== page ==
Philips Sonicare DiamondClean Black Edition – Something to smile about

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Cast your mind back to when you were a kid, sitting in the dentist’s office and checking out all the scenery. (If you’re scared of the dentist — hey, it happens — then don’t do this.) Depending on your memory, you might recall highly polished models of teeth, either mounted on the wall or as a display on a shelf or desk. That shiny, clean enamel benchmark forever etched into your childhood mind? Yeah, that’s how the Philips Sonicare DiamondClean Black Edition toothbrush will make your teeth feel. But it’s not gonna be cheap, getting that feeling for yourself.

Photo-worthy teeth tech

Let’s get this out of the way early — yes, you’re going to wind up paying around R3,300 for the Philips Sonicare DiamondClean Black Edition. For your cash, you’ll find the main toothbrush body in the box, along with two DiamondClean heads and two chargers. The first (above left) is a charging pad that sits underneath a glass (also supplied). When it’s plugged into the wall, you just drop the Sonicare in and it’ll charge. We reckon you could leave that in your bathroom and just have a permanently charged toothbrush but we don’t see many SA bathrooms with wall sockets freely available. Still, it’ll look pretty on social media, yeah?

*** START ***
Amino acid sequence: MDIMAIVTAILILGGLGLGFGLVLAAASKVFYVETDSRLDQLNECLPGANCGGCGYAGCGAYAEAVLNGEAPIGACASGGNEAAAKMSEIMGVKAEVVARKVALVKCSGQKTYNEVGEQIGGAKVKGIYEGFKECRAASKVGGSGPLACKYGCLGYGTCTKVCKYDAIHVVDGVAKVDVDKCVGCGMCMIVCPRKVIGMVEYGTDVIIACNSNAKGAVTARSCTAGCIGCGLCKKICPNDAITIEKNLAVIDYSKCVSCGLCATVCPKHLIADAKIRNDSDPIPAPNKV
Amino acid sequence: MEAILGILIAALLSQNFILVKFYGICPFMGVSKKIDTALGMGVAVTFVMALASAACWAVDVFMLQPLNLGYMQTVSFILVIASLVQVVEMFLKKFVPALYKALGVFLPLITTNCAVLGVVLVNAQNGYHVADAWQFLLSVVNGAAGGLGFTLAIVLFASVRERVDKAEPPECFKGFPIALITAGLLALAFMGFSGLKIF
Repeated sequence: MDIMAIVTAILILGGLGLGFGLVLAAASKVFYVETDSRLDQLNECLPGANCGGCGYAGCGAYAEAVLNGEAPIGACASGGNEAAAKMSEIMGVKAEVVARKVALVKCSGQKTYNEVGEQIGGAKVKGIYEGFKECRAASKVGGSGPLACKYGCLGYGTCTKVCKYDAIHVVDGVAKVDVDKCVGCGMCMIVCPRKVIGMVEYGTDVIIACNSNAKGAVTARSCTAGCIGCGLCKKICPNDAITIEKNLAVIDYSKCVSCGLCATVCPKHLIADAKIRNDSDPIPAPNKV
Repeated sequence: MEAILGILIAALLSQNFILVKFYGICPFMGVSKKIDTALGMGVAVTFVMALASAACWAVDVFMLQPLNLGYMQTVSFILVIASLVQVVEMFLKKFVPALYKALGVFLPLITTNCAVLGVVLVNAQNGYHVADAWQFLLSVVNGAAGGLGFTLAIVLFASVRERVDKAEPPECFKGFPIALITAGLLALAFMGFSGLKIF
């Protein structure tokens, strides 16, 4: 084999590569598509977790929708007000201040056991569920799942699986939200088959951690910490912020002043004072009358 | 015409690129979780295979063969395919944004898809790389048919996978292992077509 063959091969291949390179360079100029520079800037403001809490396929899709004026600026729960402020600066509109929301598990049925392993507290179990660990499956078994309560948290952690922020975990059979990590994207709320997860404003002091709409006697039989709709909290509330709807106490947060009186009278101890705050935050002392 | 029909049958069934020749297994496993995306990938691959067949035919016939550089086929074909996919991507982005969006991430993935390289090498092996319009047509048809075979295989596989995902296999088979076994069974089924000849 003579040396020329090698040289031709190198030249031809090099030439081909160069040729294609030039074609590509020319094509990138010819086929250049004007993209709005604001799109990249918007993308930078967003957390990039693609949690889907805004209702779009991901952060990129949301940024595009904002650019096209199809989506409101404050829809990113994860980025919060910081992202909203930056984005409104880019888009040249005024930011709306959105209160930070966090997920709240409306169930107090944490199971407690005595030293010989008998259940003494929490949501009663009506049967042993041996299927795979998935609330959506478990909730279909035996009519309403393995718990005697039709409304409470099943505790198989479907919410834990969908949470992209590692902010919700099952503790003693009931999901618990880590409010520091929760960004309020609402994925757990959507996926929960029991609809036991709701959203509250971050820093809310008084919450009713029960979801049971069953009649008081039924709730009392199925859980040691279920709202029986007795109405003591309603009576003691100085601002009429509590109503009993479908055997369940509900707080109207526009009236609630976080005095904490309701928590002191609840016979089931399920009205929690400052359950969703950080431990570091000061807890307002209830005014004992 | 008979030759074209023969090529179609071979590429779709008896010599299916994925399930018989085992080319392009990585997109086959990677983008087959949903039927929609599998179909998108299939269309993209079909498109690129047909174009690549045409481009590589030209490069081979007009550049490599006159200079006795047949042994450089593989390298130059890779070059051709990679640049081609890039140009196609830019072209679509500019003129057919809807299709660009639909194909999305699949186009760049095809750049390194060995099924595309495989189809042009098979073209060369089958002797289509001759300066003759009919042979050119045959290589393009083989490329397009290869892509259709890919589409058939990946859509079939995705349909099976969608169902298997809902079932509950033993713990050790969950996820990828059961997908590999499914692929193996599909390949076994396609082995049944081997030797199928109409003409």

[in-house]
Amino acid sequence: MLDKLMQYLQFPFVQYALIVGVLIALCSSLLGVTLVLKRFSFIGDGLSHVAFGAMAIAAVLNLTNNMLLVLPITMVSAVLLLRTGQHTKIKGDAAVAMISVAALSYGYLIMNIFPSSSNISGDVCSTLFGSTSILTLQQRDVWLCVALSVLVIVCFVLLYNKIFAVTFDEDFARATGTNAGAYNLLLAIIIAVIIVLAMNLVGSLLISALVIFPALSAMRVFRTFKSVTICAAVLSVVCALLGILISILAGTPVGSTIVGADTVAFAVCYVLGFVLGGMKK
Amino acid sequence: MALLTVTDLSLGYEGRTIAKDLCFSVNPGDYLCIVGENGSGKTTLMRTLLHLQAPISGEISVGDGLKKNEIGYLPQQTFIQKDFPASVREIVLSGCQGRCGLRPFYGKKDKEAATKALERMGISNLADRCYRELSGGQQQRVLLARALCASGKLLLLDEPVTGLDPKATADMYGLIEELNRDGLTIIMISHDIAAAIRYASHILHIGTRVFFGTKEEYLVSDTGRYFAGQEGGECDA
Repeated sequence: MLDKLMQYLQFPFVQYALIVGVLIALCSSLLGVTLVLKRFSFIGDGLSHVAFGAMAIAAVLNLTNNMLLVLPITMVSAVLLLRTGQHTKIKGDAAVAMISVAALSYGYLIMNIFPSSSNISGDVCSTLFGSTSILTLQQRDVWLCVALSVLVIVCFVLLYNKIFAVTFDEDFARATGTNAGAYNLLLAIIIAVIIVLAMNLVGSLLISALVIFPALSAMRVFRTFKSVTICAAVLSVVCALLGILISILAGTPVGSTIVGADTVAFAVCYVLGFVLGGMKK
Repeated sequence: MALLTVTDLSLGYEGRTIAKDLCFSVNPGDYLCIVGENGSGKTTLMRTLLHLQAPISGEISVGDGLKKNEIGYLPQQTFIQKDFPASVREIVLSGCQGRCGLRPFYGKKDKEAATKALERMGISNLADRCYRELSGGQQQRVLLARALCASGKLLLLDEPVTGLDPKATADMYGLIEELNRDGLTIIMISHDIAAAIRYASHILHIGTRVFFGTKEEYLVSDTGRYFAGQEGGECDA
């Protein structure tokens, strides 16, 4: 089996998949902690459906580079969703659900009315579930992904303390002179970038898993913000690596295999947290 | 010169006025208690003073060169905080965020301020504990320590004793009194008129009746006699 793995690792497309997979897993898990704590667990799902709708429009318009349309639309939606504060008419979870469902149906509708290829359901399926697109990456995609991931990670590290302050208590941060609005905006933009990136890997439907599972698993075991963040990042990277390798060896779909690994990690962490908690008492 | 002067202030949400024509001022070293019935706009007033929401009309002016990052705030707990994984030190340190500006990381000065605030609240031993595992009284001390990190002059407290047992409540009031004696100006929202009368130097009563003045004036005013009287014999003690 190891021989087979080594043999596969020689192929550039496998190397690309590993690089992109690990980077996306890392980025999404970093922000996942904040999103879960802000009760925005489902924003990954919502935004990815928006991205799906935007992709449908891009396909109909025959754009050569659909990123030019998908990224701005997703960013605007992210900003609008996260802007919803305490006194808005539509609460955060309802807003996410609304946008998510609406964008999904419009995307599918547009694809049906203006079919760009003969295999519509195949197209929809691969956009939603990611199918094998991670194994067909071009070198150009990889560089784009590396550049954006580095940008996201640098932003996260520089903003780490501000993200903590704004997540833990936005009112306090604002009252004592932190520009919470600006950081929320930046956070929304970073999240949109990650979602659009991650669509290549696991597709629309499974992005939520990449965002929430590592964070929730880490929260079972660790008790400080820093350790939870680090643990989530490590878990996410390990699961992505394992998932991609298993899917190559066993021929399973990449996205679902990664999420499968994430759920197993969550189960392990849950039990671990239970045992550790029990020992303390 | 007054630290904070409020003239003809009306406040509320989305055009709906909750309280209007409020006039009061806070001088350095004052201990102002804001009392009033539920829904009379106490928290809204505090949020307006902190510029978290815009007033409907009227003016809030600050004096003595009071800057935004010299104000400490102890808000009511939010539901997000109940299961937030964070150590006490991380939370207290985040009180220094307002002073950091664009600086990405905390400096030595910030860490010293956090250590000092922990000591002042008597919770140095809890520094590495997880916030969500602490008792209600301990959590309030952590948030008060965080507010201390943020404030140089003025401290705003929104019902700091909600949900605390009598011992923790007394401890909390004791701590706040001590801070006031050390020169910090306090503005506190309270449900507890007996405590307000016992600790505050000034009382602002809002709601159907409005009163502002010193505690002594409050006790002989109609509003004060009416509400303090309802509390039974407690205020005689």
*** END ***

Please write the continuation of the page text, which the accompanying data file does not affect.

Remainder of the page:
The other item is a case (above right) capable of carting the main body and up to two replacement heads. This is the travel kit and it’s capable of more than just keeping your expensive molar maintenance device safe in your luggage. The toothbrush can also be charged in the case, provided you connect the included mini-USB cable (the same connector used to charge PS3 controllers) to a wall socket or powered USB port.

Full-bodied

One thing immediately apparent about the Philips Sonicare DiamondClean is its build quality. Our experience with electric toothbrushes isn’t hugely extensive but our experience with tech is. If Apple made a toothbrush, it’d feature similar build quality. Only it’d be available in Space Grey and a couple of other shades besides black. The body is surprisingly heavy, slimming down at the top. That’s because the interior is mostly battery and motor, and battery life is very, very long. That fancy induction charger isn’t going to see much use if you insist on letting your battery run all the way down — Philips makes sure that you could go weeks in between charges. Almost an added bonus at this point, the included DiamondClean heads are far more sturdy than you’d expect from something as skinny as they manage to be.

Assembly and initial usage is easy enough. Press head onto toothbrush body until it looks complete. Press button. Press it a couple more times to select your chosen mode. Insert head into mouth and move it around. We’re not about to teach you how to clean your teeth, you should know how that works by now. Philips’ talented toothbrush will attempt to make you more efficient, though.

Go with the flow